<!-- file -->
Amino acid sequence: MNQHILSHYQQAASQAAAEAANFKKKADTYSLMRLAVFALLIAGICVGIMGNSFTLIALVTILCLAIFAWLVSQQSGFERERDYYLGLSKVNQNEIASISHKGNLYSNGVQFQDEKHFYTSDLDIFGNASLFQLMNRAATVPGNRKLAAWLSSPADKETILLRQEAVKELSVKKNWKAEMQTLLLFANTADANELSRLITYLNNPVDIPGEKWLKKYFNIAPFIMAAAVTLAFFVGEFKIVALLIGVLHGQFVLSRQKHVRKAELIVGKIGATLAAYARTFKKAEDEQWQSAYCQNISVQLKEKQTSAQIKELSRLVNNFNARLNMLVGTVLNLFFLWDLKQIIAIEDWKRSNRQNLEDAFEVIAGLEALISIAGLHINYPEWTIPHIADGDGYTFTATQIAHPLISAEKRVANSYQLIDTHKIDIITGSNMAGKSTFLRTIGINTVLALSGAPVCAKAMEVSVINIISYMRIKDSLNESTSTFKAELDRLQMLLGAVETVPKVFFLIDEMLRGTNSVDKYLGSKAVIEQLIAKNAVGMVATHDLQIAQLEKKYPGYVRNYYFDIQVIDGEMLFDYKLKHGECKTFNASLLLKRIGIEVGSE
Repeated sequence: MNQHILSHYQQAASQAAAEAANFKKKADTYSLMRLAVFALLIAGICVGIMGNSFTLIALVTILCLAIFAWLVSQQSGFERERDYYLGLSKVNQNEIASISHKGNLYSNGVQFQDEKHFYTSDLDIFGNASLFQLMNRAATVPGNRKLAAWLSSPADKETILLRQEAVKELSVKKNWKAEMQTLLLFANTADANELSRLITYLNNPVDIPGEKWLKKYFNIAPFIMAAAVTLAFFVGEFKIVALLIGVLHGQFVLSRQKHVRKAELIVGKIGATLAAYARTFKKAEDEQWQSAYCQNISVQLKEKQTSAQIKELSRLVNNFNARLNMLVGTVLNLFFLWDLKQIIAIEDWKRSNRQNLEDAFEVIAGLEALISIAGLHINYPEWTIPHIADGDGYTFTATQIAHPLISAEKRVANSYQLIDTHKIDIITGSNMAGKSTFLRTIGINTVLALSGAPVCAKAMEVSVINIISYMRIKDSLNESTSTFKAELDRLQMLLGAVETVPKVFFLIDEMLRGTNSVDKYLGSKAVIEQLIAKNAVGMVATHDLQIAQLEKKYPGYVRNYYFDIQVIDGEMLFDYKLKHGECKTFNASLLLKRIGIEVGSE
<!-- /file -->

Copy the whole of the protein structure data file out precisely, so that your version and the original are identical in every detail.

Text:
Amino acid sequence: MNQHILSHYQQAASQAAAEAANFKKKADTYSLMRLAVFALLIAGICVGIMGNSFTLIALVTILCLAIFAWLVSQQSGFERERDYYLGLSKVNQNEIASISHKGNLYSNGVQFQDEKHFYTSDLDIFGNASLFQLMNRAATVPGNRKLAAWLSSPADKETILLRQEAVKELSVKKNWKAEMQTLLLFANTADANELSRLITYLNNPVDIPGEKWLKKYFNIAPFIMAAAVTLAFFVGEFKIVALLIGVLHGQFVLSRQKHVRKAELIVGKIGATLAAYARTFKKAEDEQWQSAYCQNISVQLKEKQTSAQIKELSRLVNNFNARLNMLVGTVLNLFFLWDLKQIIAIEDWKRSNRQNLEDAFEVIAGLEALISIAGLHINYPEWTIPHIADGDGYTFTATQIAHPLISAEKRVANSYQLIDTHKIDIITGSNMAGKSTFLRTIGINTVLALSGAPVCAKAMEVSVINIISYMRIKDSLNESTSTFKAELDRLQMLLGAVETVPKVFFLIDEMLRGTNSVDKYLGSKAVIEQLIAKNAVGMVATHDLQIAQLEKKYPGYVRNYYFDIQVIDGEMLFDYKLKHGECKTFNASLLLKRIGIEVGSE
Repeated sequence: MNQHILSHYQQAASQAAAEAANFKKKADTYSLMRLAVFALLIAGICVGIMGNSFTLIALVTILCLAIFAWLVSQQSGFERERDYYLGLSKVNQNEIASISHKGNLYSNGVQFQDEKHFYTSDLDIFGNASLFQLMNRAATVPGNRKLAAWLSSPADKETILLRQEAVKELSVKKNWKAEMQTLLLFANTADANELSRLITYLNNPVDIPGEKWLKKYFNIAPFIMAAAVTLAFFVGEFKIVALLIGVLHGQFVLSRQKHVRKAELIVGKIGATLAAYARTFKKAEDEQWQSAYCQNISVQLKEKQTSAQIKELSRLVNNFNARLNMLVGTVLNLFFLWDLKQIIAIEDWKRSNRQNLEDAFEVIAGLEALISIAGLHINYPEWTIPHIADGDGYTFTATQIAHPLISAEKRVANSYQLIDTHKIDIITGSNMAGKSTFLRTIGINTVLALSGAPVCAKAMEVSVINIISYMRIKDSLNESTSTFKAELDRLQMLLGAVETVPKVFFLIDEMLRGTNSVDKYLGSKAVIEQLIAKNAVGMVATHDLQIAQLEKKYPGYVRNYYFDIQVIDGEMLFDYKLKHGECKTFNASLLLKRIGIEVGSE